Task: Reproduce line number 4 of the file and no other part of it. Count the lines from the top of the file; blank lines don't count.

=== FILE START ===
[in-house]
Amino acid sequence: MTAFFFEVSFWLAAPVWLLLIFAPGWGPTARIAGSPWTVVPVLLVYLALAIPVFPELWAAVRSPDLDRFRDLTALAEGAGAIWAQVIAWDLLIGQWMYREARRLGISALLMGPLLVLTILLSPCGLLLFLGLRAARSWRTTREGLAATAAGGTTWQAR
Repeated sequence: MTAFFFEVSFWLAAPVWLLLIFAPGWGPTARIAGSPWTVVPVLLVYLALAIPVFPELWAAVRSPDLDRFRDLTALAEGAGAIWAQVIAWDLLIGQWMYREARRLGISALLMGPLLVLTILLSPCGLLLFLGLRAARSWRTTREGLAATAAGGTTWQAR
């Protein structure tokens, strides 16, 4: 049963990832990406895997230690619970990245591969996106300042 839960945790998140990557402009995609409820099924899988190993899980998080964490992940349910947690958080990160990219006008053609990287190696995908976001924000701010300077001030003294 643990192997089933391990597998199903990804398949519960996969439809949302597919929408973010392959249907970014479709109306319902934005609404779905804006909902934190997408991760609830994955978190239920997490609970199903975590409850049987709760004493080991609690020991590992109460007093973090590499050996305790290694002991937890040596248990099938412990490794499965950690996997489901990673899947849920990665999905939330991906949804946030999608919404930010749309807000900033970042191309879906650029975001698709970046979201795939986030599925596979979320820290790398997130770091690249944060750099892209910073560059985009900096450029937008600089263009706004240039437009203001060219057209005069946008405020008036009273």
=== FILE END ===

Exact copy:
């Protein structure tokens, strides 16, 4: 049963990832990406895997230690619970990245591969996106300042 839960945790998140990557402009995609409820099924899988190993899980998080964490992940349910947690958080990160990219006008053609990287190696995908976001924000701010300077001030003294 643990192997089933391990597998199903990804398949519960996969439809949302597919929408973010392959249907970014479709109306319902934005609404779905804006909902934190997408991760609830994955978190239920997490609970199903975590409850049987709760004493080991609690020991590992109460007093973090590499050996305790290694002991937890040596248990099938412990490794499965950690996997489901990673899947849920990665999905939330991906949804946030999608919404930010749309807000900033970042191309879906650029975001698709970046979201795939986030599925596979979320820290790398997130770091690249944060750099892209910073560059985009900096450029937008600089263009706004240039437009203001060219057209005069946008405020008036009273």